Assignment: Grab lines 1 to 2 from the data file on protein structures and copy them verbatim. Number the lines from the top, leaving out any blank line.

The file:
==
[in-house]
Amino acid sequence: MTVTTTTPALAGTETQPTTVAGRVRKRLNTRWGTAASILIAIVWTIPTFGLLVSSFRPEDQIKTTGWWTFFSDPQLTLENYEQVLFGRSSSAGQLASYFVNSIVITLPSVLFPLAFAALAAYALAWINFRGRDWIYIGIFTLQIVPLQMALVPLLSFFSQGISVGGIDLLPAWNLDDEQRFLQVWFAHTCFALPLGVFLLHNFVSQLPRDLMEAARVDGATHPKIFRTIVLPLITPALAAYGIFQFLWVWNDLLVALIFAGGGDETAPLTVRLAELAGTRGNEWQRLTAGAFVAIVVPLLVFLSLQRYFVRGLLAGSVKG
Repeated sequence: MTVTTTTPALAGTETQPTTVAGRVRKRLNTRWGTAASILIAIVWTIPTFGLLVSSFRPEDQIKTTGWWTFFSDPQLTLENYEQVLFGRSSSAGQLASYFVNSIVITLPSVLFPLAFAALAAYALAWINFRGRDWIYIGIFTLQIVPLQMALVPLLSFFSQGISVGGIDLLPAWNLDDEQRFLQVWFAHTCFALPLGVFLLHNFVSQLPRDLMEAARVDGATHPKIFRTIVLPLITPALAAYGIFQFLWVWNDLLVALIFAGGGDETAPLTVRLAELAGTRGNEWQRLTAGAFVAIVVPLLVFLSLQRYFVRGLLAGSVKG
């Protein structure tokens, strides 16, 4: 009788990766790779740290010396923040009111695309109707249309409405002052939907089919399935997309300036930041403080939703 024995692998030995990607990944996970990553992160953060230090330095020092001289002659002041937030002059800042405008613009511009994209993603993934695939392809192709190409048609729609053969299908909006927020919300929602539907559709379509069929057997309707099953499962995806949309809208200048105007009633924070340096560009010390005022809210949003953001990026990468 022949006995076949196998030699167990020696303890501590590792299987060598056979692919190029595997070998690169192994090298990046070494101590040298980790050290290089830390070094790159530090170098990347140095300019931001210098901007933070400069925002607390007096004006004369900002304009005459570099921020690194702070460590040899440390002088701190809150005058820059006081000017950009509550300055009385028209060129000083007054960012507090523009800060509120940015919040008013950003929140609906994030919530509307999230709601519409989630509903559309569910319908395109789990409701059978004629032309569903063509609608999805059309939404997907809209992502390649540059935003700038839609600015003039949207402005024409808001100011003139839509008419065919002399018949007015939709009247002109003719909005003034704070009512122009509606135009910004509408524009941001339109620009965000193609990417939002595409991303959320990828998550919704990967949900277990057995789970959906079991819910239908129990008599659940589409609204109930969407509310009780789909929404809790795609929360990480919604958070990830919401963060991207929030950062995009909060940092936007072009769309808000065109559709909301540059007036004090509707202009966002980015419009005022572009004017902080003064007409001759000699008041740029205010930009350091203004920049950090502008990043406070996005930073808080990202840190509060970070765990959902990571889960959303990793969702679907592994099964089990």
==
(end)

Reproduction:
[in-house]
Amino acid sequence: MTVTTTTPALAGTETQPTTVAGRVRKRLNTRWGTAASILIAIVWTIPTFGLLVSSFRPEDQIKTTGWWTFFSDPQLTLENYEQVLFGRSSSAGQLASYFVNSIVITLPSVLFPLAFAALAAYALAWINFRGRDWIYIGIFTLQIVPLQMALVPLLSFFSQGISVGGIDLLPAWNLDDEQRFLQVWFAHTCFALPLGVFLLHNFVSQLPRDLMEAARVDGATHPKIFRTIVLPLITPALAAYGIFQFLWVWNDLLVALIFAGGGDETAPLTVRLAELAGTRGNEWQRLTAGAFVAIVVPLLVFLSLQRYFVRGLLAGSVKG